Anthony Bandiero here to bring you another chat. We’ve got an excellent question here from an officer in California. The officer is basically asking, “Can police go into a neighbor’s backyard during a SWAT operation?”
Excellent question. So let me give you a little feedback about the scenario here. During a SWAT operation, let’s say a search warrant, SWAT operators are attempting to establish containment next to the house, to the residence, the target.
Now, they ask permission to go into somebody’s backyard, but they are denied. Can the officers still enter the neighbor’s backyard for containment purposes only or would this be a violation of the Fourth Amendment? Excellent question!
Here’s your answer. Do you have exigency? Do you have the exigency just to get you into people’s backyards if there’s no time to go get additional pre-approval to be in these neighbors’ backyards? By the time you get that approval, something bad could happen.
In 2022, we’re not dusting off SWAT unless it’s pretty serious. This is my impression out there, because of the liability that comes with SWAT operations. So we’re getting our operators out, and we’re gearing up. It’s for a serious situation, right? People have guns, and so forth. That could be a menace.
So I want to know what the operation is about. You’re going to have to sell me on it. But you get my point. So the answer is, “Look, do you have exigency?” Do you have some kind of public safety issue that if you are not in that backyard, this guy could escape and hurt other people?
This is his neighbor’s house, the only yard that you could actually use to potentially contain this person. There’s no alley, there’s a huge retaining wall on the other side. In other words, this neighbor, like it or not, has the the best place for us to to be in case this guy comes out. So knowing that will help.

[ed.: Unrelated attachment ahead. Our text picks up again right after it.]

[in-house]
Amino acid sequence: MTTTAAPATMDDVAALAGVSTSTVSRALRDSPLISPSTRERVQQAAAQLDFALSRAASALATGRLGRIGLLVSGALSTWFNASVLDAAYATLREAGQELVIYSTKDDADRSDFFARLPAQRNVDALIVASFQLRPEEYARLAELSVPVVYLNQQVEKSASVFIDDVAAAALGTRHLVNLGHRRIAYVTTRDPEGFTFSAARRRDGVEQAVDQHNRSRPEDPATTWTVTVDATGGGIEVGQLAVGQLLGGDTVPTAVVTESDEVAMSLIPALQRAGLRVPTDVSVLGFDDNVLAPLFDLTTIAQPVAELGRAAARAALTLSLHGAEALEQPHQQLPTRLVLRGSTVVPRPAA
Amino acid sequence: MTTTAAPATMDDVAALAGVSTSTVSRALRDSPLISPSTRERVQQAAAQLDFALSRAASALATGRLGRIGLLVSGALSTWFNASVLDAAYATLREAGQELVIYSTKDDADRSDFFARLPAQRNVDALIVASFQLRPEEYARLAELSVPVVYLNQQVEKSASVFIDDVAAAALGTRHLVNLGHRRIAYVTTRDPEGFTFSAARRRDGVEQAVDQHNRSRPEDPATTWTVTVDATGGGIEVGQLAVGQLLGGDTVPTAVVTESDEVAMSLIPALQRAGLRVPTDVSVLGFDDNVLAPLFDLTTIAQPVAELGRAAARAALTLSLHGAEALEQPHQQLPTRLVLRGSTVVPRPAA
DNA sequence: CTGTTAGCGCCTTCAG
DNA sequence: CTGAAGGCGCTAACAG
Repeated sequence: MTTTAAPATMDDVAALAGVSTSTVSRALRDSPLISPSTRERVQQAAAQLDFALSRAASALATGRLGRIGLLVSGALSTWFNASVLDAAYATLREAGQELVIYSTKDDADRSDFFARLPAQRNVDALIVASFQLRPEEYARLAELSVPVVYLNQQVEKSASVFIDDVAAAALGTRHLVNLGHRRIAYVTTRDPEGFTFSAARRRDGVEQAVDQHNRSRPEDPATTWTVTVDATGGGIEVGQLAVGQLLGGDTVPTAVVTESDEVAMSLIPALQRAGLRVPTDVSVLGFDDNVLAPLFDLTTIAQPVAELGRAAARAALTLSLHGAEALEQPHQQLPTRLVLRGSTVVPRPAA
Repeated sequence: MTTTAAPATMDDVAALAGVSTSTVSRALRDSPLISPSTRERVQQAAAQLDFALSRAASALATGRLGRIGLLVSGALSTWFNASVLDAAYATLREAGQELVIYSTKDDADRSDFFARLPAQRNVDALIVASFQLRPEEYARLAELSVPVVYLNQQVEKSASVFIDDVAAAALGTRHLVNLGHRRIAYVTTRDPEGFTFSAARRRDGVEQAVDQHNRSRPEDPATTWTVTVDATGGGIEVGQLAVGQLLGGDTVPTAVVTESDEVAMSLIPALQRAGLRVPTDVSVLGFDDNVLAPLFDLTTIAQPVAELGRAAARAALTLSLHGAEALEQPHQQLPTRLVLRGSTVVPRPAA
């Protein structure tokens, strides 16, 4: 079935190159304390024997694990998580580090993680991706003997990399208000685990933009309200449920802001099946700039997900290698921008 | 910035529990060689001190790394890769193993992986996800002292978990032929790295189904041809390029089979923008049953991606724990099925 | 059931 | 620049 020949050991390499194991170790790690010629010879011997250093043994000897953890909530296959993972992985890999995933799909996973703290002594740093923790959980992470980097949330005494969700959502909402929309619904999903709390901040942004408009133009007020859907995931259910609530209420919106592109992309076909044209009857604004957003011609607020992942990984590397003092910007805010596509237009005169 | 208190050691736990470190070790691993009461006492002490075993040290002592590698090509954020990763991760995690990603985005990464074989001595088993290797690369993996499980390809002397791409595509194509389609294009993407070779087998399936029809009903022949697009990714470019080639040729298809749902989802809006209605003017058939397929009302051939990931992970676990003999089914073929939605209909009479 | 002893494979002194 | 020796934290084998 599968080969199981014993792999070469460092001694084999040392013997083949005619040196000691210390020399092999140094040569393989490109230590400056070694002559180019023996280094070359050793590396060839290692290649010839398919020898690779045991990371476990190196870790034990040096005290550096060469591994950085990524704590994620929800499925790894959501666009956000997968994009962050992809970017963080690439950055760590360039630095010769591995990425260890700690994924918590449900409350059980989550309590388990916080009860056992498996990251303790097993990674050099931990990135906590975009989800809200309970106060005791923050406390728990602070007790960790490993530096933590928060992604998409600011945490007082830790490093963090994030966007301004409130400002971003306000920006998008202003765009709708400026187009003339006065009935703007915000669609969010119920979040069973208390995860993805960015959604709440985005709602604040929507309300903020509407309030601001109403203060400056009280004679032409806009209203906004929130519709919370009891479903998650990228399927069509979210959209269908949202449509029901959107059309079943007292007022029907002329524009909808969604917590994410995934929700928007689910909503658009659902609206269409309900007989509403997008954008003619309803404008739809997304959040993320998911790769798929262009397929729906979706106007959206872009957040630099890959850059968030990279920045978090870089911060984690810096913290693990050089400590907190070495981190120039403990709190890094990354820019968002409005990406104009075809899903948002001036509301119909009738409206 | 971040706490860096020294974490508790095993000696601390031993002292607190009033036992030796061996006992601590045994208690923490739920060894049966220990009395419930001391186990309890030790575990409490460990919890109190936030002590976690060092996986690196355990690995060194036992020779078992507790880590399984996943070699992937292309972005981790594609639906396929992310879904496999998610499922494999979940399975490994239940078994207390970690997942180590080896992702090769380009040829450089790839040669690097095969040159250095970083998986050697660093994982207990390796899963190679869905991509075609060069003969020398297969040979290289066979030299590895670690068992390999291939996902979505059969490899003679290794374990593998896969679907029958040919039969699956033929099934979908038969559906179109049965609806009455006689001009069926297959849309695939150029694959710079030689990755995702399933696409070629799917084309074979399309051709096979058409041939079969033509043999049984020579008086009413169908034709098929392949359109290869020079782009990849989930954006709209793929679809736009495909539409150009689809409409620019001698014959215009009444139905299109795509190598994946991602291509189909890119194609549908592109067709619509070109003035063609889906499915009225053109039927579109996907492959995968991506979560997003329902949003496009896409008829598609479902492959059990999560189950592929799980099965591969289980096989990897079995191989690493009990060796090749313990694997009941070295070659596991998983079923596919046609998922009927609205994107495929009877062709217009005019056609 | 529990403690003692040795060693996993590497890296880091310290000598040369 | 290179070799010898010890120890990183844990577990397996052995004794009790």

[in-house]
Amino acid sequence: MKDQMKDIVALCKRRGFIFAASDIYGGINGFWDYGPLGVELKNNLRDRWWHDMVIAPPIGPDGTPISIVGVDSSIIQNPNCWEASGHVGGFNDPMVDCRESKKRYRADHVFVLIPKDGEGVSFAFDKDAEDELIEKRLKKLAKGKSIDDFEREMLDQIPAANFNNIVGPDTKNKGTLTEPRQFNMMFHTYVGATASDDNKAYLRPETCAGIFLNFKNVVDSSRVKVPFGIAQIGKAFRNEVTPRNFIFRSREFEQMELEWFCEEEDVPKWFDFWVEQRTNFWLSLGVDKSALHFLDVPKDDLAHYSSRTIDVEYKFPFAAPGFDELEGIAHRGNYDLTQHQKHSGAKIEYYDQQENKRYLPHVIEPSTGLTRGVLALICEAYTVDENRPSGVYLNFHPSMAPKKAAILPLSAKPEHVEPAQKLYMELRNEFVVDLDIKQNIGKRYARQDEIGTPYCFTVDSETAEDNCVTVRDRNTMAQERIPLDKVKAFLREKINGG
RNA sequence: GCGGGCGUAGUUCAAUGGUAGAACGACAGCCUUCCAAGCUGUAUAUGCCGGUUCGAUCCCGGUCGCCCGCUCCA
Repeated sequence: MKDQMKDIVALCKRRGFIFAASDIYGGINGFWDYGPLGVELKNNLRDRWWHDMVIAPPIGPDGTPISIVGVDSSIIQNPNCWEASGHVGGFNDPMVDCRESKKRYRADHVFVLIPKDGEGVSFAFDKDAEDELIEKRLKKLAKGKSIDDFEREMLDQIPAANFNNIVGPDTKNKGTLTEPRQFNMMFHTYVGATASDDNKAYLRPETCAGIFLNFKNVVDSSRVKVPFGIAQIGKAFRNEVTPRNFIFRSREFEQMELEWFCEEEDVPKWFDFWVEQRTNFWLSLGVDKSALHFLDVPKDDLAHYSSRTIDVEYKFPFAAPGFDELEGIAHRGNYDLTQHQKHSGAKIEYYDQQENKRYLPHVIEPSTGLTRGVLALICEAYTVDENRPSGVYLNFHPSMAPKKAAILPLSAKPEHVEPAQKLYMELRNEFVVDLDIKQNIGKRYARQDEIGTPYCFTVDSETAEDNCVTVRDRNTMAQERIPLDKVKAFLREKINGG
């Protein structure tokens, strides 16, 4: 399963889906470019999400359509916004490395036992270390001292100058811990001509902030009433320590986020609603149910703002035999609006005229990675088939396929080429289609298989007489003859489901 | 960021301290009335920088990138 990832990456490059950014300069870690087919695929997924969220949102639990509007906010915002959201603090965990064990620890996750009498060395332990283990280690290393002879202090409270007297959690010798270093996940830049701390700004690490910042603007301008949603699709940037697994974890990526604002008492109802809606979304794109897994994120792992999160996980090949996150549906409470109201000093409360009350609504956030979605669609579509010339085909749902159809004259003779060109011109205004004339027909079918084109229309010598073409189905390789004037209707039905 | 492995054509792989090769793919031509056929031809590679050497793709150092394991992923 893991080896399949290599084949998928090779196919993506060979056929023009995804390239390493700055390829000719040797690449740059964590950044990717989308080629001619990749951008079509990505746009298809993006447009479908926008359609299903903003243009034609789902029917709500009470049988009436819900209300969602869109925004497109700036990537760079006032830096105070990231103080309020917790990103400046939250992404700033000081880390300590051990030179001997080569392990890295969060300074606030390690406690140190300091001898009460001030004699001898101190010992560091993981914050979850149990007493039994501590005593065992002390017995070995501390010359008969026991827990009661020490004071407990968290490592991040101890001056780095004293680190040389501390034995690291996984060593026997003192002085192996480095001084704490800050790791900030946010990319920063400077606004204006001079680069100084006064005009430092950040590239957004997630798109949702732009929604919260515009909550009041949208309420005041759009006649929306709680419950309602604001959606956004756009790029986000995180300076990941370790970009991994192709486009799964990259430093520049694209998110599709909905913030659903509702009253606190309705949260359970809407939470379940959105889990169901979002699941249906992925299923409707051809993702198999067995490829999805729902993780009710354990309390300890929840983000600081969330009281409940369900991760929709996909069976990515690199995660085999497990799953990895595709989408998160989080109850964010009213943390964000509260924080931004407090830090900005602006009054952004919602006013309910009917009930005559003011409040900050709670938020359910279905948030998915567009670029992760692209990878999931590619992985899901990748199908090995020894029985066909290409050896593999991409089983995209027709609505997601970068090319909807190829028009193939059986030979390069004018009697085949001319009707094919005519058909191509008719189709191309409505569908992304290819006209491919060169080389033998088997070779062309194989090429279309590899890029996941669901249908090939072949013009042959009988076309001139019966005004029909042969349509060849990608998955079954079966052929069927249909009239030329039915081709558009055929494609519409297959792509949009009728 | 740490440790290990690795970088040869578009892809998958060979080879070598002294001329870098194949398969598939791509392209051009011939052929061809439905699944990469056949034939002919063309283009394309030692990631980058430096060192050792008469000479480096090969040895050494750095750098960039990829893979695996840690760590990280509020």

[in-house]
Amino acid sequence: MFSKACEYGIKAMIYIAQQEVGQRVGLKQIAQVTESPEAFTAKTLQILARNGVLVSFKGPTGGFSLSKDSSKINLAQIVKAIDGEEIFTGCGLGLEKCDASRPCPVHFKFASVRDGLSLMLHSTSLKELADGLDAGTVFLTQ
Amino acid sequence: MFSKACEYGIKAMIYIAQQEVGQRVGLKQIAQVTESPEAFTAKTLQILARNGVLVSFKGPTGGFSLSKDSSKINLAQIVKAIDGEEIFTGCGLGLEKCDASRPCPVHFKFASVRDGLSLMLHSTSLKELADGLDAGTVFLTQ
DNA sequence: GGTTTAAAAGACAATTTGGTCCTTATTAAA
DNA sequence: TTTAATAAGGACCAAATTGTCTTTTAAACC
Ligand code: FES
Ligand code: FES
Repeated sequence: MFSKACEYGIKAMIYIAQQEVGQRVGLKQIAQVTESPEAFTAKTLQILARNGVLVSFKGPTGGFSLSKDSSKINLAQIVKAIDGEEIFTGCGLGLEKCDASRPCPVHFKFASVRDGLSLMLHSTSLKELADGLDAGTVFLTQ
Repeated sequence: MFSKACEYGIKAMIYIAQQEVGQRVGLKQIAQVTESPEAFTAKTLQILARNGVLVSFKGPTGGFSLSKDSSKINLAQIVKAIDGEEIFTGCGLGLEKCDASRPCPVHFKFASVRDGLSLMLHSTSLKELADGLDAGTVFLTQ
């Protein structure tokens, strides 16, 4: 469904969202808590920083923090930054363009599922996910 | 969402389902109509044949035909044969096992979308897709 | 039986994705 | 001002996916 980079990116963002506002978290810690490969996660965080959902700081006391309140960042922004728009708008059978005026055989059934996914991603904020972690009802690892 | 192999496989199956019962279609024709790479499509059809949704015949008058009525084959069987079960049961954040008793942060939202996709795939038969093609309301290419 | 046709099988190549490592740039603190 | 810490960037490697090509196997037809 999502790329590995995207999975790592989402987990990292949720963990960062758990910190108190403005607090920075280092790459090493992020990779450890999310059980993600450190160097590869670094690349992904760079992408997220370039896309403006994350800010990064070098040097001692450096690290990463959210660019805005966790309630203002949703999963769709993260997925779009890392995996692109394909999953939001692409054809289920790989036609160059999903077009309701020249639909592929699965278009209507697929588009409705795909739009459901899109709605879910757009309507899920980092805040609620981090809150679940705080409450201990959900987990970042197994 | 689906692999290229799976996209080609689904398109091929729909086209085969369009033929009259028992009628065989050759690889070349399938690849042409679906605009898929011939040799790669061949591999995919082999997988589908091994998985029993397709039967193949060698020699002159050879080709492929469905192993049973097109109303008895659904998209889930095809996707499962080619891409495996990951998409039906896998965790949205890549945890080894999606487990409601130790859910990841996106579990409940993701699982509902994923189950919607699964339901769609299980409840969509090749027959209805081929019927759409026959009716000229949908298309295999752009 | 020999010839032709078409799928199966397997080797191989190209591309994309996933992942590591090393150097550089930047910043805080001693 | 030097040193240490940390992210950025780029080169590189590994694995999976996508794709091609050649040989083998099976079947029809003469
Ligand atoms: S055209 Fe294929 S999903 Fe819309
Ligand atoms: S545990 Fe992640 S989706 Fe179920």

But if we go into that backyard, we could go to court, and we could get sued. These neighbors are already denying entry. So you know what’s going to happen. If the cops go back there anyway, they’re likely to get sued, right? They’re already kind of giving you a heads up, like; “We’re not on your side on this one. You can’t go into our backyard.” So expect a lawsuit.
And, especially because you cops have a little heads up on this, you better feel damn good about what you’re doing, because you want to be defensible. You don’t want to be on the fence here and be like, “Yeah, you know, could have gone either way. I decided to do it anyway.”
Nobody wants to be in a lawsuit and lose. Now, you can’t stop people from suing you. But losing costs a lot of money, right? Fighting them costs a lot of money. So my advice is: be sure you have exigency!
My other advice to you, by the way, is to push up it the chain, unless you have something pressing right now, and there are people’s lives in danger. But if you’ve got a few seconds, I would like to have somebody on scene; a lieutenant, or a sergeant to work with. I like to push it up the chain to the command level. I like to get their buy-in, because the last thing that I want personally, is to find out that my own brass doesn’t have my back if I push my way into that backyard.
Does that make sense? There you go, guys. If you have exigency, you win. If you don’t have exigency, you lose. Okay, that’s all I have for you on this topic. Do you want me to keep doing these? Do these help? Then of course, let me know, and keep the questions coming!
Until next time, my friends stay safe!